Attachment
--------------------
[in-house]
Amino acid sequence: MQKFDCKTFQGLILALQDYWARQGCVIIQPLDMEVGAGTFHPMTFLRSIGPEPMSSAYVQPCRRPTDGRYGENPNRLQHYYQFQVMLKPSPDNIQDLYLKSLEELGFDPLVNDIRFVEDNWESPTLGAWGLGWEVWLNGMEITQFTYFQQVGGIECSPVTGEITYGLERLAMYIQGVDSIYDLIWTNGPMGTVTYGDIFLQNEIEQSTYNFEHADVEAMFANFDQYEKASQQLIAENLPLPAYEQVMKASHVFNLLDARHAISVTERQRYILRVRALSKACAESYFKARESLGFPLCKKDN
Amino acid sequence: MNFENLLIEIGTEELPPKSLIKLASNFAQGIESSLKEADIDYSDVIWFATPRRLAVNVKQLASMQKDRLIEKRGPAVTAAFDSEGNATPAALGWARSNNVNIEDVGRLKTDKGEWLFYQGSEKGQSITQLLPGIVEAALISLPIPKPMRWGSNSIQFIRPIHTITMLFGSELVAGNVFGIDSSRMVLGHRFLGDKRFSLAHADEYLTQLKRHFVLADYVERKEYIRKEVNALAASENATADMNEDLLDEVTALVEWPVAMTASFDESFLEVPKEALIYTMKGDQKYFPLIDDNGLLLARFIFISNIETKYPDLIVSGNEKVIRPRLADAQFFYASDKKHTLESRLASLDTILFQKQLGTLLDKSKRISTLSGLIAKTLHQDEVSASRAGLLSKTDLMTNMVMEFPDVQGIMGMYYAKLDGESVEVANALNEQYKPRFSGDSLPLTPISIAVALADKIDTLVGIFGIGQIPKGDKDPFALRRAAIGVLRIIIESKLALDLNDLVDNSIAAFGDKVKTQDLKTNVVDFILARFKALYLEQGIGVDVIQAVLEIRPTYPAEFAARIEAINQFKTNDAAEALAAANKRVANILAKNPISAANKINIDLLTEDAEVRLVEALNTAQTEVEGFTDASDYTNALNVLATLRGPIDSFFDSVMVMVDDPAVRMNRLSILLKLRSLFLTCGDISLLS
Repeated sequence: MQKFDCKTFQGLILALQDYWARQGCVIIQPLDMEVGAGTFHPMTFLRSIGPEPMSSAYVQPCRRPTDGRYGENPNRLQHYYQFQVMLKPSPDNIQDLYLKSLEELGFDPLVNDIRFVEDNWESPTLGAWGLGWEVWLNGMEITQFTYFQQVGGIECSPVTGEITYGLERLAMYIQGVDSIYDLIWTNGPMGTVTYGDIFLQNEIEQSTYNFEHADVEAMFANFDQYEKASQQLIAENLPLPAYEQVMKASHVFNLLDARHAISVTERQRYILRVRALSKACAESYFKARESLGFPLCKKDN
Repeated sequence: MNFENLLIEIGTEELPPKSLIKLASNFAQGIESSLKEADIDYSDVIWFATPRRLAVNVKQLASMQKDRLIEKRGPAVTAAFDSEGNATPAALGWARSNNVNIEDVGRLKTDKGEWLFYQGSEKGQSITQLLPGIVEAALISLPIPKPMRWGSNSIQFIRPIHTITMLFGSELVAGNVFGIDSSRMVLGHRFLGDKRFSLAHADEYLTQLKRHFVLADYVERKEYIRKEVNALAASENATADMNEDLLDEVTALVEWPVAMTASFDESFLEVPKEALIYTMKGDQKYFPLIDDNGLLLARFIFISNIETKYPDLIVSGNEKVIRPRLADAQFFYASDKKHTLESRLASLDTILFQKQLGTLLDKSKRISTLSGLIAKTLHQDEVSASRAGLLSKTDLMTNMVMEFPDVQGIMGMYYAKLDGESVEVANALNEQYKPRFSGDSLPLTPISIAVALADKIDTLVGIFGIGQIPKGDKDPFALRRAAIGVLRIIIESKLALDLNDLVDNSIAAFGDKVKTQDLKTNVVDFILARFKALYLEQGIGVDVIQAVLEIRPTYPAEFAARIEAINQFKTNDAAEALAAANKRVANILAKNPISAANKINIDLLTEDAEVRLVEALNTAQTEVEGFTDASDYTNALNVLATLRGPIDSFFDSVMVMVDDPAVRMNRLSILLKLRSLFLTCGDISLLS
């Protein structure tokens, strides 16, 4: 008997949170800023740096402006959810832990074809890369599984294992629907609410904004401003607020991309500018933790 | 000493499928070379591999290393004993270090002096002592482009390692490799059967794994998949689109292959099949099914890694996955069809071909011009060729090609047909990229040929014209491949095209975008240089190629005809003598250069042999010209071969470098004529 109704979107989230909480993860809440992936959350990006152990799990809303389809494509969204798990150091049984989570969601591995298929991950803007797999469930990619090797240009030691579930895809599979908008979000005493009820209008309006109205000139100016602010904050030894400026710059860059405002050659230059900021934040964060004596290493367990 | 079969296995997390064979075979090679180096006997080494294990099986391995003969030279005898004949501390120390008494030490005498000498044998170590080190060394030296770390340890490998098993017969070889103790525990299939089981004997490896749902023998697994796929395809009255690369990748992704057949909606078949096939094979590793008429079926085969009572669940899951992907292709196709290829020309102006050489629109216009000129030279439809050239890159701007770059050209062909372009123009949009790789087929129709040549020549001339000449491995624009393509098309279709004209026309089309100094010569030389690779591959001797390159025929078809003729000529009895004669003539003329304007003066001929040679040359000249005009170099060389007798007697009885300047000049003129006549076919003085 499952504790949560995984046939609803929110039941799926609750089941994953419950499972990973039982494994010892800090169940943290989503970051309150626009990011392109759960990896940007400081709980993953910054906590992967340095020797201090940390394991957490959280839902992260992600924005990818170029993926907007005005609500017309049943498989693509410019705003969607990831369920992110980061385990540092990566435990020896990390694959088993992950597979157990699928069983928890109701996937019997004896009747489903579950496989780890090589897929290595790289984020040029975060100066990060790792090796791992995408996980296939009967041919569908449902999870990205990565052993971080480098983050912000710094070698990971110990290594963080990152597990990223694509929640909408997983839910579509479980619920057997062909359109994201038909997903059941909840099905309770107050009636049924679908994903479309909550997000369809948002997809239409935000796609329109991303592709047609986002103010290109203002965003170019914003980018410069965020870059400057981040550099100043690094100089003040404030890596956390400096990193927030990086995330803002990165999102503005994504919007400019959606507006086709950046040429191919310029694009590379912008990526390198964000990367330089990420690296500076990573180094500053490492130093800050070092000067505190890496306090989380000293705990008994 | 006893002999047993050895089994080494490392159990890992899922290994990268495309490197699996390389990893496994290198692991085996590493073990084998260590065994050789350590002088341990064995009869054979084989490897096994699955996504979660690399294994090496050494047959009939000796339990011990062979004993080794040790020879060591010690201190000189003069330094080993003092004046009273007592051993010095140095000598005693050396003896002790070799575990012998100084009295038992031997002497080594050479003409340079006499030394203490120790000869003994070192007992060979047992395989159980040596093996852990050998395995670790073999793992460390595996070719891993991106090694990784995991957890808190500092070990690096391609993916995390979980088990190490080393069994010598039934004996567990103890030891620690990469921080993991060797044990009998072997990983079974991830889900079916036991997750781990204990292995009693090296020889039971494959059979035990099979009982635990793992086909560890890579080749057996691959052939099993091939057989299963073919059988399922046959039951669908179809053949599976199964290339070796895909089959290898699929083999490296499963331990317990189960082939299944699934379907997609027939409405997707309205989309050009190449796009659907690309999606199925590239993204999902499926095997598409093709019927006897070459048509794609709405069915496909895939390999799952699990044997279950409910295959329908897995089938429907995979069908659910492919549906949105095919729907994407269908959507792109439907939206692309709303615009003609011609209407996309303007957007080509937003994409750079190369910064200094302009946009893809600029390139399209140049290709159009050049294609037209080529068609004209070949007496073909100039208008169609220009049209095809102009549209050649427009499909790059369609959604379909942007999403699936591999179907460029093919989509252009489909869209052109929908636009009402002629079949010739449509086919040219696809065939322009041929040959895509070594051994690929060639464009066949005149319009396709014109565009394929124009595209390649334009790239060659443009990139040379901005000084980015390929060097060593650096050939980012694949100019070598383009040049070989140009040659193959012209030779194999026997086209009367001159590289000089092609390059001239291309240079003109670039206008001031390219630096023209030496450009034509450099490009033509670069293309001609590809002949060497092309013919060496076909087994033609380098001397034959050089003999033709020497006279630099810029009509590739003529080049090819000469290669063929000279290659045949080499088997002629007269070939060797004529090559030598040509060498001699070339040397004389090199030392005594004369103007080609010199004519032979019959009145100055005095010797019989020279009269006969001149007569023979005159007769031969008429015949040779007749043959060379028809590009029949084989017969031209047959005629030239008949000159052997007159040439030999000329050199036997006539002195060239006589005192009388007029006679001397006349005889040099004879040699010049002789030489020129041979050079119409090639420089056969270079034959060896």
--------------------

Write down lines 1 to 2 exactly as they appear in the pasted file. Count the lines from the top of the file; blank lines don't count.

[in-house]
Amino acid sequence: MQKFDCKTFQGLILALQDYWARQGCVIIQPLDMEVGAGTFHPMTFLRSIGPEPMSSAYVQPCRRPTDGRYGENPNRLQHYYQFQVMLKPSPDNIQDLYLKSLEELGFDPLVNDIRFVEDNWESPTLGAWGLGWEVWLNGMEITQFTYFQQVGGIECSPVTGEITYGLERLAMYIQGVDSIYDLIWTNGPMGTVTYGDIFLQNEIEQSTYNFEHADVEAMFANFDQYEKASQQLIAENLPLPAYEQVMKASHVFNLLDARHAISVTERQRYILRVRALSKACAESYFKARESLGFPLCKKDN